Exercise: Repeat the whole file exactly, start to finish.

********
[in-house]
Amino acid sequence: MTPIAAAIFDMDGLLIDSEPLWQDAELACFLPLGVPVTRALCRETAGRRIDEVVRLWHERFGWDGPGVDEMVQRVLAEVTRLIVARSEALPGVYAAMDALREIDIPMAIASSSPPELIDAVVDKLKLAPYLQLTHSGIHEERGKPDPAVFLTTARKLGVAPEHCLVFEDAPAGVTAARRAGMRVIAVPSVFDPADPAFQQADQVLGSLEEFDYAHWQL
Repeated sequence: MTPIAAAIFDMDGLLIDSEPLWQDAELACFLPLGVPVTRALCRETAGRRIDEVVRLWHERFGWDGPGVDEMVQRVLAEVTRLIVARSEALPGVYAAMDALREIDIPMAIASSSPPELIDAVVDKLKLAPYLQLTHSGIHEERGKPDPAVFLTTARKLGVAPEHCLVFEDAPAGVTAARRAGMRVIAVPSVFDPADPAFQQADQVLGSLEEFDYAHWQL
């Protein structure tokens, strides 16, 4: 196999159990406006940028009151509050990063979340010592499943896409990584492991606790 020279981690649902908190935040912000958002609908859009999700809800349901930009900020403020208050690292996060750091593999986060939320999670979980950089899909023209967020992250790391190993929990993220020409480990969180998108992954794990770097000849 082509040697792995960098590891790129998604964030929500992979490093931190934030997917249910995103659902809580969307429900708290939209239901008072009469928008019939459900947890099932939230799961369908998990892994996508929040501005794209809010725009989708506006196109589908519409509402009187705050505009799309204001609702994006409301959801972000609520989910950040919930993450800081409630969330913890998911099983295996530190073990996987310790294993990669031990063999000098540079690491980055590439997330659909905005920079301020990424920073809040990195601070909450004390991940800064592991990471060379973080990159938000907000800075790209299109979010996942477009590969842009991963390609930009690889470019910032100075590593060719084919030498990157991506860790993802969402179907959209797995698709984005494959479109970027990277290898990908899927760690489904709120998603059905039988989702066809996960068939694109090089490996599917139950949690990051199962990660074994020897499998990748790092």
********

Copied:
[in-house]
Amino acid sequence: MTPIAAAIFDMDGLLIDSEPLWQDAELACFLPLGVPVTRALCRETAGRRIDEVVRLWHERFGWDGPGVDEMVQRVLAEVTRLIVARSEALPGVYAAMDALREIDIPMAIASSSPPELIDAVVDKLKLAPYLQLTHSGIHEERGKPDPAVFLTTARKLGVAPEHCLVFEDAPAGVTAARRAGMRVIAVPSVFDPADPAFQQADQVLGSLEEFDYAHWQL
Repeated sequence: MTPIAAAIFDMDGLLIDSEPLWQDAELACFLPLGVPVTRALCRETAGRRIDEVVRLWHERFGWDGPGVDEMVQRVLAEVTRLIVARSEALPGVYAAMDALREIDIPMAIASSSPPELIDAVVDKLKLAPYLQLTHSGIHEERGKPDPAVFLTTARKLGVAPEHCLVFEDAPAGVTAARRAGMRVIAVPSVFDPADPAFQQADQVLGSLEEFDYAHWQL
């Protein structure tokens, strides 16, 4: 196999159990406006940028009151509050990063979340010592499943896409990584492991606790 020279981690649902908190935040912000958002609908859009999700809800349901930009900020403020208050690292996060750091593999986060939320999670979980950089899909023209967020992250790391190993929990993220020409480990969180998108992954794990770097000849 082509040697792995960098590891790129998604964030929500992979490093931190934030997917249910995103659902809580969307429900708290939209239901008072009469928008019939459900947890099932939230799961369908998990892994996508929040501005794209809010725009989708506006196109589908519409509402009187705050505009799309204001609702994006409301959801972000609520989910950040919930993450800081409630969330913890998911099983295996530190073990996987310790294993990669031990063999000098540079690491980055590439997330659909905005920079301020990424920073809040990195601070909450004390991940800064592991990471060379973080990159938000907000800075790209299109979010996942477009590969842009991963390609930009690889470019910032100075590593060719084919030498990157991506860790993802969402179907959209797995698709984005494959479109970027990277290898990908899927760690489904709120998603059905039988989702066809996960068939694109090089490996599917139950949690990051199962990660074994020897499998990748790092």